The lack of humour in the new situation will be felt most acutely by those who travel to the other side of the Channel, fall ill and find themselves saddled with a hefty bill for National Health Service treatment.
Negotiations between our authorities and those in the UK have identified no middle way, so the full cost of care will have to be met by individuals – unless they are students, some categories of pensioner, are being referred for care that is already being paid for, require only accident and emergency treatment, or have fallen victim to any one of the frightening infectious diseases listed as exceptions to the general rule.
The answer to this potential problem is, of course, adequate health insurance of the sort that many people already take out for travel to the continent and beyond. There are, however, Islanders who will not be able to obtain suitable cover, notably because of advanced age or established ill health. It is clear that the States should look carefully at these people’s difficulties and help them to find a special solution.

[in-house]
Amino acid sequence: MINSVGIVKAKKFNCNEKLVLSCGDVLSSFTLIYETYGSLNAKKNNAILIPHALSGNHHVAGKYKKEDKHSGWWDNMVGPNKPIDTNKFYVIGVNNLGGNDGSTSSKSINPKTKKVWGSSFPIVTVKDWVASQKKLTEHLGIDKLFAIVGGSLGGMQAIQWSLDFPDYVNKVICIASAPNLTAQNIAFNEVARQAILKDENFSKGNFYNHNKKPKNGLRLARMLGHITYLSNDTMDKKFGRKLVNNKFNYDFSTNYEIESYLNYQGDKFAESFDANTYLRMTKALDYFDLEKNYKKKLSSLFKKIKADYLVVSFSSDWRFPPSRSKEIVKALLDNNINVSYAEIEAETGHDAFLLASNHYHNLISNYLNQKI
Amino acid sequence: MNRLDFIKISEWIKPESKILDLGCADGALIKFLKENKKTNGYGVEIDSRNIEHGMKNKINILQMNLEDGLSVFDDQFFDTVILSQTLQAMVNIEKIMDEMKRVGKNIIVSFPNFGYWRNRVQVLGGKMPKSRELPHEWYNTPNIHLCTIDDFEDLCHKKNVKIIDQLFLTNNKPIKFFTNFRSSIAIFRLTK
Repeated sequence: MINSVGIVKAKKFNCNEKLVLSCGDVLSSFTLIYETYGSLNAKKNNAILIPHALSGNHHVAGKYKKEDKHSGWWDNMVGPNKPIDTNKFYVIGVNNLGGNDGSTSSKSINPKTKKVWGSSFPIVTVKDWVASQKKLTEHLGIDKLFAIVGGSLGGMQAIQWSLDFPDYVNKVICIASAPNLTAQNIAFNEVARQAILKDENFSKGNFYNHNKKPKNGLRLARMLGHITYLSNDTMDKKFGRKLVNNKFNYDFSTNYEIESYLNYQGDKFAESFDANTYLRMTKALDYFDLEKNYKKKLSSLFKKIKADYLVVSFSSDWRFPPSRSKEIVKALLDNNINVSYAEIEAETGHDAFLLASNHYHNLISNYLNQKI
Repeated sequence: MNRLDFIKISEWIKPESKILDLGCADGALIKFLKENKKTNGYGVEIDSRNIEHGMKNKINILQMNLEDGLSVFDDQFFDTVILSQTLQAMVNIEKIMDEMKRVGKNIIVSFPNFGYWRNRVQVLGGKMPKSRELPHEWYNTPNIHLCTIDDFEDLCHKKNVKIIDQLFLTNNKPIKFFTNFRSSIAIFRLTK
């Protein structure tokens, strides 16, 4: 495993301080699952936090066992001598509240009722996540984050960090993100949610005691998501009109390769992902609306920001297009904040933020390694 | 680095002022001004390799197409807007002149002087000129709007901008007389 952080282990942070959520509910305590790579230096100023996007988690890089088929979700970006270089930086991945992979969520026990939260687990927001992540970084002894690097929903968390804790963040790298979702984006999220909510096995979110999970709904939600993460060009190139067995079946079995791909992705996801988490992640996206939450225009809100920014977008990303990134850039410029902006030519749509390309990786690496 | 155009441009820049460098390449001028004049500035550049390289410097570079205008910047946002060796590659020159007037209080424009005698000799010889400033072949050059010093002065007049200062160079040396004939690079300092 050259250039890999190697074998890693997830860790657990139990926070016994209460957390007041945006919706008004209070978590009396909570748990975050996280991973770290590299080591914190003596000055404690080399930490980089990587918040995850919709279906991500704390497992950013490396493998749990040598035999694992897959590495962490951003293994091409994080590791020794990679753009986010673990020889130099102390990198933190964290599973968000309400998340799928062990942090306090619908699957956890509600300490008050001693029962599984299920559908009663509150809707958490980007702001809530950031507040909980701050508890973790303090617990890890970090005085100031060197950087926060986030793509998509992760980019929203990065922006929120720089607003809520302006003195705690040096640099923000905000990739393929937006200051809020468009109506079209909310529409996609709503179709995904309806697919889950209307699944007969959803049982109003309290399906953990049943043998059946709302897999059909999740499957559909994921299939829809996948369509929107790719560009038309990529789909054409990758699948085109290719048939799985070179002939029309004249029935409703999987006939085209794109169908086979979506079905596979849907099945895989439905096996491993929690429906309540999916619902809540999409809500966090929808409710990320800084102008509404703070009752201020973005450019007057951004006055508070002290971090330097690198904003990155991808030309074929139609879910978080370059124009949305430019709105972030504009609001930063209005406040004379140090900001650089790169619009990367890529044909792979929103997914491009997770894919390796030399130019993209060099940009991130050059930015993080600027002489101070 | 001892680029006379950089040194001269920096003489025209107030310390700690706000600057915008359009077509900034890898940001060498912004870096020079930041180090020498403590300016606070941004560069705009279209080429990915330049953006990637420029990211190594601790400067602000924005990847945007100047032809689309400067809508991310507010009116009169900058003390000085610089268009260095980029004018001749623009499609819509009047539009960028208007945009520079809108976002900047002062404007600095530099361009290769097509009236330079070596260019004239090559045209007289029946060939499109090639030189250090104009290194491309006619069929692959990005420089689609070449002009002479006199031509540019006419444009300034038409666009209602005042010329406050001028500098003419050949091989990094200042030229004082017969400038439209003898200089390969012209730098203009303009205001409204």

Meanwhile, the abrupt abolition of the long-standing agreement will cut both ways. With the exception of what our accident and emergency service can offer, visitors to the Island will have to pay if they require medical care, and though this will, at a stroke, put an end to ‘health tourism’, it will also pose problems. Not least among them is that the cost of health insurance will add to the already relatively high price of holidays in Jersey.
In a wider sense, the end of the reciprocal health agreement suggests that the long-standing close general relationship between Jersey and the UK is being moved on to a new and less sure footing.
Unless some new compromise can be found, we shall soon be in a situation that is unlikely to change, so Islanders will have to get used to a new set of health care ground rules. They will also have to accept that our exchequer will be deprived of over £4 million in funding provided by the UK to meet the cost of treating its citizens holidaymaking or working here.
That is how matters stand, but it is still open to question whether we have managed to negotiate the best deal. Guernsey and the Isle of Man appear to have fared better – perhaps by avoiding brinkmanship and delay in the face of inevitable change.